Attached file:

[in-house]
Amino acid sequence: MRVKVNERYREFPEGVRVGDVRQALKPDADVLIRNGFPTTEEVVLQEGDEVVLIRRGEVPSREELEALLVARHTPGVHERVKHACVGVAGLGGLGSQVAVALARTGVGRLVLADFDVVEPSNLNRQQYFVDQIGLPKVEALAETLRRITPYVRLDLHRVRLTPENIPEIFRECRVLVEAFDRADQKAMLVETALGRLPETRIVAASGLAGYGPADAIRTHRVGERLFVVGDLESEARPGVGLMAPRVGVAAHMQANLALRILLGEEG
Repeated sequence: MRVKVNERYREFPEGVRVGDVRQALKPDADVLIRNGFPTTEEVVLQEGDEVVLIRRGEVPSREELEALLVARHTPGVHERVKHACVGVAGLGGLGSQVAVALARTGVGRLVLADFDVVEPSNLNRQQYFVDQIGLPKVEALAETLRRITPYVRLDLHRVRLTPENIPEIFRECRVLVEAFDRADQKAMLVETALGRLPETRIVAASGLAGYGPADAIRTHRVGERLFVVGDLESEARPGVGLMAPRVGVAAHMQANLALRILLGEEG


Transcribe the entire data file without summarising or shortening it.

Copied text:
[in-house]
Amino acid sequence: MRVKVNERYREFPEGVRVGDVRQALKPDADVLIRNGFPTTEEVVLQEGDEVVLIRRGEVPSREELEALLVARHTPGVHERVKHACVGVAGLGGLGSQVAVALARTGVGRLVLADFDVVEPSNLNRQQYFVDQIGLPKVEALAETLRRITPYVRLDLHRVRLTPENIPEIFRECRVLVEAFDRADQKAMLVETALGRLPETRIVAASGLAGYGPADAIRTHRVGERLFVVGDLESEARPGVGLMAPRVGVAAHMQANLALRILLGEEG
Repeated sequence: MRVKVNERYREFPEGVRVGDVRQALKPDADVLIRNGFPTTEEVVLQEGDEVVLIRRGEVPSREELEALLVARHTPGVHERVKHACVGVAGLGGLGSQVAVALARTGVGRLVLADFDVVEPSNLNRQQYFVDQIGLPKVEALAETLRRITPYVRLDLHRVRLTPENIPEIFRECRVLVEAFDRADQKAMLVETALGRLPETRIVAASGLAGYGPADAIRTHRVGERLFVVGDLESEARPGVGLMAPRVGVAAHMQANLALRILLGEEG